After two offline weeks at Michele’s family cabin in Olympic Valley – which everybody calls Squaw Valley, but is officially Olympic Valley because the Squaw Valley name was already taken by a small town in Fresno County where one can buy 5.6 acres with a well for $65,000 – we are back home. We had a good time, hosting family for Christmas and friends for New Years, but it is always good to be back in home (for Precious Mae, it is great to be back home as she spent most of her time hiding from visitors by sleeping under our bed at the cabin). We went to Reno to see a couple of movies, Star Wars in a packed house, of course, and The Big Short, in an almost empty theater, did some walking, Michele did some skiing, I did some photoing, and we both did alot of watching it snow. We also went to the Nevada Museum of Art to see a superb show on Tahoe.
Starting at the end, Michele, at the suggestion of her sister, Claudia, campaigned for a visit to the Nevada Museum of Art. It is just down the street from an Adult Fantasy Store – crazy sexy hot – in a Reno neighborhood that is an up and coming art/restaurant area. The museum was new to us and we both loved it. It had us at the Deborah Butterfield bronze horse outside.
Inside, the show was terrific (no pictures allowed), ranging from a huge 1865 Albert Bierstadt painting to Frank Lloyd Wright drawings for unbuilt – fortunately – houses on Emerald Bay. From several Maynard Dixons, including a stellar portrait of a pine, to a luminous, Thiebaud-esque, painting of Emerald Bay by Gregory Kondos, to fabulous Washoe Indian – Native American? Indigenous People? – baskets, to a collection of postcards (with a backdrop of a window overlooking the neighborhood).On the day that Michele went skiing, I wandered over to the east side of Lake Tahoe to photograph the boulders at Sand Harbor, the view from the Mt. Rose Highway, and the gloaming twilight in Martis Valley.We were at the cabin just a day short of two weeks and one of the things that sort of surprised me was the logistics of getting around. Several days the temp was in the single digits at night and in the teens during the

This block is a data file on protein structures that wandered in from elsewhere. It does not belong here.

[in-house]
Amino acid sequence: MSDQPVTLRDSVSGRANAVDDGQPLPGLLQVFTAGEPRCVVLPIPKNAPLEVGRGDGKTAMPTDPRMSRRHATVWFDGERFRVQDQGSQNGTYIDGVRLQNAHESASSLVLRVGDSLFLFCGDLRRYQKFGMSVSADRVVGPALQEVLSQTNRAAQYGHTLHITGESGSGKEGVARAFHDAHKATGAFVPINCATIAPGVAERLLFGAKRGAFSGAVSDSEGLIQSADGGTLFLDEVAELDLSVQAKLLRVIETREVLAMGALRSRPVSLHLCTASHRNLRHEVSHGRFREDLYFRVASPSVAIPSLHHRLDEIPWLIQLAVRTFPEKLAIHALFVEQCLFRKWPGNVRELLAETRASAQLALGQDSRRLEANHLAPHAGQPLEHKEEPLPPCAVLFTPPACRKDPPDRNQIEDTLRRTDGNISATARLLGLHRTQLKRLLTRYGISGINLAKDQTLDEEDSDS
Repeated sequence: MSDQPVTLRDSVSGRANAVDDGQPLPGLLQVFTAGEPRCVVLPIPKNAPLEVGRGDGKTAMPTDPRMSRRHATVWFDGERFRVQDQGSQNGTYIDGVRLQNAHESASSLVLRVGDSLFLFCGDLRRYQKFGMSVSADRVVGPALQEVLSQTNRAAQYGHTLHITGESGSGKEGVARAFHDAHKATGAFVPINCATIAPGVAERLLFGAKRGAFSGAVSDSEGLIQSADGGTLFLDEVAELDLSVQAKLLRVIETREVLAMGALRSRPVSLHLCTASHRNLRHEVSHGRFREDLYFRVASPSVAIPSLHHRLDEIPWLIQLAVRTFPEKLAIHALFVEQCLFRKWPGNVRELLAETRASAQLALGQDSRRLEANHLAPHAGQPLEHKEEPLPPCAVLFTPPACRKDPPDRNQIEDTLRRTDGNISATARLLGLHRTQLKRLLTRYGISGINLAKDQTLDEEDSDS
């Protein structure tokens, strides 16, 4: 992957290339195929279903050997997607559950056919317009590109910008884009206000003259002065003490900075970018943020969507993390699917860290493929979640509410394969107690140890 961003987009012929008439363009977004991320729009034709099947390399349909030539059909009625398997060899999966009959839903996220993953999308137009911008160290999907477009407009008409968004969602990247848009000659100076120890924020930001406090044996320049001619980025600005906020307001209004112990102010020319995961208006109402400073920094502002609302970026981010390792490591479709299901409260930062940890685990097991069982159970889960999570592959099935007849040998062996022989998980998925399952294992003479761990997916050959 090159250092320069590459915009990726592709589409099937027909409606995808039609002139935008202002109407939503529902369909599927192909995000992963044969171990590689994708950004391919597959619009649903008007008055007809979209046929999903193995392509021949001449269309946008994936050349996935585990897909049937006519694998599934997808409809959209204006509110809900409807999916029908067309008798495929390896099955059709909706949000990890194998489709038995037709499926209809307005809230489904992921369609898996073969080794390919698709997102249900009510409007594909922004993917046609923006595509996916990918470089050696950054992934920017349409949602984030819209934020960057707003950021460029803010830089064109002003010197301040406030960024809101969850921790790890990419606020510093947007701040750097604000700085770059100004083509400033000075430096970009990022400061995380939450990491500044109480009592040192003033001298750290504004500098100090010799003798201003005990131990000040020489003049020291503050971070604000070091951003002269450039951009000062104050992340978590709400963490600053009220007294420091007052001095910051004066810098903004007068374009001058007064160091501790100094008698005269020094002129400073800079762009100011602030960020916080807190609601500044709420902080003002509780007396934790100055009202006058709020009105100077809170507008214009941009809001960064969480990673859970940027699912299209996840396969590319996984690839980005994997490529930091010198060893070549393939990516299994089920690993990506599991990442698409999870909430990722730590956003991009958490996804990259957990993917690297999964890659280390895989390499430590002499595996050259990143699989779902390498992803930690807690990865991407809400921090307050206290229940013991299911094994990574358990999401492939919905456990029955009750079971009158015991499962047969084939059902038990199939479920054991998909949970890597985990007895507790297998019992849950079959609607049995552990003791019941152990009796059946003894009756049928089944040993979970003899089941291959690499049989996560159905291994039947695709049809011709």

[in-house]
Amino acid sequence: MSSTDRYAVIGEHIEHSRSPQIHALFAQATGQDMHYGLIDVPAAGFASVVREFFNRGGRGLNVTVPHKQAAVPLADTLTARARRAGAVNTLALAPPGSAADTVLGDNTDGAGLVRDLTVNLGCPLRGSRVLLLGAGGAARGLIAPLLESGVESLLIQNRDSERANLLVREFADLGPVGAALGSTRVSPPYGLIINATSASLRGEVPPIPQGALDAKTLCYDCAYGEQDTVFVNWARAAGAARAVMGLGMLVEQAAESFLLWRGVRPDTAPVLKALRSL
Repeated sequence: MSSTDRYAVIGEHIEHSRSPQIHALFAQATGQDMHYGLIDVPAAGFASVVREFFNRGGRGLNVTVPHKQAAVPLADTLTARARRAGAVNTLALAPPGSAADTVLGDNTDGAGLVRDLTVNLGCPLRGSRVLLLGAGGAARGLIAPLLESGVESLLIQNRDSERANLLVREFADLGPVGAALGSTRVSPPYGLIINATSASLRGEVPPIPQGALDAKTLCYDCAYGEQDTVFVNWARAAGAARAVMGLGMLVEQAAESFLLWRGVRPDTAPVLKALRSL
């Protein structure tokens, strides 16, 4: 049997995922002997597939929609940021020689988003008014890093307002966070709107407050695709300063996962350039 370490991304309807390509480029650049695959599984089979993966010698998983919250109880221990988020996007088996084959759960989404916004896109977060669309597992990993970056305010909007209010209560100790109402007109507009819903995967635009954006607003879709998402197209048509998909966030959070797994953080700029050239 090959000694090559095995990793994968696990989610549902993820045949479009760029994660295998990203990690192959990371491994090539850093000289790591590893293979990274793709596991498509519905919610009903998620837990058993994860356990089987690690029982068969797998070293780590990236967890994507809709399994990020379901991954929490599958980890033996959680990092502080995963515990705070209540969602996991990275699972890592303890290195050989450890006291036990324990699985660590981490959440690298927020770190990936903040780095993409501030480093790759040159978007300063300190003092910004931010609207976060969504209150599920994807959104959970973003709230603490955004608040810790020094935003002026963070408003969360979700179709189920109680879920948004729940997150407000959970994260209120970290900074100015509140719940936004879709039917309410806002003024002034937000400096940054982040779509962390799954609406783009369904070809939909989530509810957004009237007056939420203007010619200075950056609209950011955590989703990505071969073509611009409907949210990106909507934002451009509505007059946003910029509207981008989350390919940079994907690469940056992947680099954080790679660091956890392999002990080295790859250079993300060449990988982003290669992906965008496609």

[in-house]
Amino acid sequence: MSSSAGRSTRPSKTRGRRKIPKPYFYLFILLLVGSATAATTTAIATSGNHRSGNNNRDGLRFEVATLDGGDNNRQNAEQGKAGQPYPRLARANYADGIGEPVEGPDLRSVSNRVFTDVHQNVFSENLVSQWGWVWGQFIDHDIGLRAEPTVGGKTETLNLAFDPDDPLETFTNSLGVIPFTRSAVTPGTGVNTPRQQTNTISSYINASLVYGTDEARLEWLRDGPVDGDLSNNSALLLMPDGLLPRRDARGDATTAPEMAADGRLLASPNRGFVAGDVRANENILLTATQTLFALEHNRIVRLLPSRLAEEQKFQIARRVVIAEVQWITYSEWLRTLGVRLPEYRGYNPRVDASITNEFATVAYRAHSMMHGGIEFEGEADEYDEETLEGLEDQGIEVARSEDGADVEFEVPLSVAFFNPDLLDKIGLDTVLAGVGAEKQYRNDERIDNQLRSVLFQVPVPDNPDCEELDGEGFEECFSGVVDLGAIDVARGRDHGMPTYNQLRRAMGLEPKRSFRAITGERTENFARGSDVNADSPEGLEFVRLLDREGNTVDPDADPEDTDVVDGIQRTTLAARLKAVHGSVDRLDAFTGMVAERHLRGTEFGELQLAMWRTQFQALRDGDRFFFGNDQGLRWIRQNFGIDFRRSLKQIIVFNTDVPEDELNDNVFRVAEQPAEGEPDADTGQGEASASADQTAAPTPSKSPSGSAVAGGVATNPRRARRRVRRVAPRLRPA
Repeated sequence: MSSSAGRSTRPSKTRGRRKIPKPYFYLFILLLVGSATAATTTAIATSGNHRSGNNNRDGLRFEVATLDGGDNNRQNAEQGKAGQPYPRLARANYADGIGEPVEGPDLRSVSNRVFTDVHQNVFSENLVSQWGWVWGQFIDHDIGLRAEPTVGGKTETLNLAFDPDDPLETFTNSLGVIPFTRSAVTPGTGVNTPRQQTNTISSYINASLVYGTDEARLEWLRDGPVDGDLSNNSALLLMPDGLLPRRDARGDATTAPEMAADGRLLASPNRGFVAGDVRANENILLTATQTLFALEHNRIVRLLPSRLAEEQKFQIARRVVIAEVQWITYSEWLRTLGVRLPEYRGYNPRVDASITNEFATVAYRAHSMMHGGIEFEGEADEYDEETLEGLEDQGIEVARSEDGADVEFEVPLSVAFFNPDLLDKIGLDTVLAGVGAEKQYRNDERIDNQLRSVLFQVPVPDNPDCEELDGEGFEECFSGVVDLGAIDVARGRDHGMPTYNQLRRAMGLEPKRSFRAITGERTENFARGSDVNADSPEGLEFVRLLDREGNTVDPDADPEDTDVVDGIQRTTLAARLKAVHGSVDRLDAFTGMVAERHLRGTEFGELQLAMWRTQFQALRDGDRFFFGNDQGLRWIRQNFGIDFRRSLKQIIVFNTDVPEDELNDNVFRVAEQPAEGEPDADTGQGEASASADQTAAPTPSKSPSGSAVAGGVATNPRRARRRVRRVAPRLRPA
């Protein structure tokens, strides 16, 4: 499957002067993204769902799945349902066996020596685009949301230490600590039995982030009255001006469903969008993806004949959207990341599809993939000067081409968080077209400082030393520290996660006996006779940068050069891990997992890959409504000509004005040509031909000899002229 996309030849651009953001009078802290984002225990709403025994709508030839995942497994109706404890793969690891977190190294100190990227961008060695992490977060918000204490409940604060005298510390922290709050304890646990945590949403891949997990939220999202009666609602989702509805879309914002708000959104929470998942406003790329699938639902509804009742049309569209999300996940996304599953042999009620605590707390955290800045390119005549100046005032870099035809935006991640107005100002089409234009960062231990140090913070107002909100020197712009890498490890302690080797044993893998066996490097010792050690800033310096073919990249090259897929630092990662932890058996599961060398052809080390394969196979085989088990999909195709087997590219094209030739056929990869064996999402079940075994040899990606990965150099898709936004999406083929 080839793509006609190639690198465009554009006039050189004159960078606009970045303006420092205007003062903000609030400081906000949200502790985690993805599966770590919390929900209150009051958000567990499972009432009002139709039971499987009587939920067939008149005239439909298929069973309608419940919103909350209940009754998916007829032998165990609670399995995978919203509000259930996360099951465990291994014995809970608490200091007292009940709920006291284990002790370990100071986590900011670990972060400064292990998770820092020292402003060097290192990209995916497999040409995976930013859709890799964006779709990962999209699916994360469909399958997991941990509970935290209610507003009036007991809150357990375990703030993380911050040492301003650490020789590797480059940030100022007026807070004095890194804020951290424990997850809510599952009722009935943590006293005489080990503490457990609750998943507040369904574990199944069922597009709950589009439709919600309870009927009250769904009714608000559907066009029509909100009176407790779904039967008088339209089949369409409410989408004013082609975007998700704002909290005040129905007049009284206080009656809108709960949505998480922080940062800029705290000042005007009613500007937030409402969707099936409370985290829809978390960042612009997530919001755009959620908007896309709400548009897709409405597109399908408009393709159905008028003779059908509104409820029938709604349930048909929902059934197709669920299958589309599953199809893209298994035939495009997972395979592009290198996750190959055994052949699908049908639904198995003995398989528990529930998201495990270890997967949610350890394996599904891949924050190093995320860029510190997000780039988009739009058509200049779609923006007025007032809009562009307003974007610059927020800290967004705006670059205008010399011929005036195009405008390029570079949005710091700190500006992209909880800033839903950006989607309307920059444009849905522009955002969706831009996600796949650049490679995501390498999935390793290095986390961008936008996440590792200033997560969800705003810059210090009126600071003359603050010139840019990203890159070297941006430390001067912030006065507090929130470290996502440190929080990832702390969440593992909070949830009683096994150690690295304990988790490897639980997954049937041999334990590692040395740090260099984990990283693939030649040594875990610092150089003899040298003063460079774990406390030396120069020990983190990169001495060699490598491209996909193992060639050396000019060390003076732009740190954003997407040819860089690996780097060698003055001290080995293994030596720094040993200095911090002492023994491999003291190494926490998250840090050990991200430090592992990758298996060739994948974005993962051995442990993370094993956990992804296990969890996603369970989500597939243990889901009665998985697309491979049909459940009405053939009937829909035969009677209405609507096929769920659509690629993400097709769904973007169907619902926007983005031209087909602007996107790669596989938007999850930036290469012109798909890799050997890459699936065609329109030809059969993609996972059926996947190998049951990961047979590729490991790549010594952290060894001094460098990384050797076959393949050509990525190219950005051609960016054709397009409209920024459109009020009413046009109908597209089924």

hottest least cold part of the day, definitely parka over light fleece weather. The problem, though, is that most places seem to keep their thermostats set at about 80° which translates to about 107° under a parka and fleece; and where does one put the gloves, and what about the hat? Watching Star Wars, I had a sizable pile of winter clothing on my lap. We fared better in The Big Short because the seats were strangely wide and the theater was almost empty. That is a pity because the movie is terrific, a perfect example of Steve Allen’s observation that comedy is tragedy plus time.
The Big Short is based on the book of the same name, written by Michael Lewis, and I thought the movie – by Adam McKay, a director whose previously best movie was Anchorman – is about the roots of the 2007-08 meltdown and several of the people who saw it coming and bet against, essentially, us. The Big Short is funny – very funny – and more informative than I expected. I was especially dazzled by Christian Bale who plays Michael Burry, a savant who sees that the numbers don’t add up. He is so different from Bruce Wayne or Irving Rosenfeld, the con man in American Hustle, that I didn’t recognize him.
As an aside, there are several scenes in The Big Short in which the camera cuts away from the action to have celebrities explain various arcane financial instruments such as Selena Gomez explaining Synthetic CDOs (collateralized debt obligations). It was brilliant and got me thinking how hard it must be to make an aside like that work. Quentin Tarantino made it work in inglorious Basterds in which he broke the action to explain how nitrate film is flammable, but I can’t remember another example. End aside.